Many Republicans were less enthusiastic. Sen. Charles Grassley, R-Iowa, warned that a continuation of the Fed's easy money policies "risks fueling an economic bubble and even hyper-inflation," which he said could cause "real and lasting damage to our economy."
House Financial Services Committee Chairman Jeb Hensarling, R-Texas, announced that he will hold hearings on the Fed's bond buying program and on the "potential unintended consequences" of the Volcker rule. That rule, approved by the Fed and other agencies, is aimed at preventing many large banks from trading for their own profit in hopes of preventing practices that helped lead to the 2008 financial meltdown.
Lobbyists for the banking and financial services sectors issued statements pledging to work with Yellen. Both industries have led a fight to water down restrictions imposed by Obama's 2010 law overhauling how the nation's financial system is regulated.
The Fed announced in December that the labor market has improved enough that it will begin reducing its $85 billion in monthly bond purchases, starting with a $10 billion reduction this month. It has pushed that money into the economy to try keeping long-term interest rates low.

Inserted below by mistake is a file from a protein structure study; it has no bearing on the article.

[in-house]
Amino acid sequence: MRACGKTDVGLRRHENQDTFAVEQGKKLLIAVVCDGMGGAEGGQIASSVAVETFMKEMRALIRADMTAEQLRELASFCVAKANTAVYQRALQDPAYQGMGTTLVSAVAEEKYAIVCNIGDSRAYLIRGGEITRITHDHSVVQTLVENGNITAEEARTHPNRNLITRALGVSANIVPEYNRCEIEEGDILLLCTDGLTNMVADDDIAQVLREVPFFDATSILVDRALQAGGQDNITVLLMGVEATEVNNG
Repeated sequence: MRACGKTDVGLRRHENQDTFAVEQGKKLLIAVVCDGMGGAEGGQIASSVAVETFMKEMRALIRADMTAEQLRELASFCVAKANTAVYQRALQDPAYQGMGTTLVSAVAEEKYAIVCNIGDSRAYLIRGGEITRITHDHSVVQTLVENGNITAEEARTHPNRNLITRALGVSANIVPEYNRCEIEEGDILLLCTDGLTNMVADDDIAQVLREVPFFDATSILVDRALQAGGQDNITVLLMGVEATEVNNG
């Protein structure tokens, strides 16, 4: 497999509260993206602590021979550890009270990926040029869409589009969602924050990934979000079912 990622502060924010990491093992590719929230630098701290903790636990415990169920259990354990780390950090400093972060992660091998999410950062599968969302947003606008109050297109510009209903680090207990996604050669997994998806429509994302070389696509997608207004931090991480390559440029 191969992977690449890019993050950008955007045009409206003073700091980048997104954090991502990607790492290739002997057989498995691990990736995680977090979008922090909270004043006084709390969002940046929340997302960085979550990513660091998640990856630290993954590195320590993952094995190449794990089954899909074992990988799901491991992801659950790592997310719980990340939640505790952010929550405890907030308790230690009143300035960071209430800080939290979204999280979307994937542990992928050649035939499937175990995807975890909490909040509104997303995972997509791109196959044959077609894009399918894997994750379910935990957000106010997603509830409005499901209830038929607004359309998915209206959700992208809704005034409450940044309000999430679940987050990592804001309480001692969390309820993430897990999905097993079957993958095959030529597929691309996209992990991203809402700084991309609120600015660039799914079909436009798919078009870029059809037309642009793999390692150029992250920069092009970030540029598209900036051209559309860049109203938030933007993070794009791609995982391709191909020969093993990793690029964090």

But Yellen will face questions about how to manage that process. Moving too fast could spook financial markets and shove interest rates higher, while withdrawing the bonds too slowly could risk creating bubbles — that might burst — in real estate, the stock market or other assets.
The bond purchases have ballooned the Fed's holdings over $4 trillion. That leaves Yellen with decisions about how to wind down the central bank's balance sheet to a smaller, more normal level without destabilizing financial markets used to the huge cash infusions.
Yellen also will have to decide when and how to ease off short-term interest rates, which the Fed has kept near zero since December 2008. To assure investors that those rates won't precipitously rise, the Fed has repeatedly issued statements saying that policy will continue.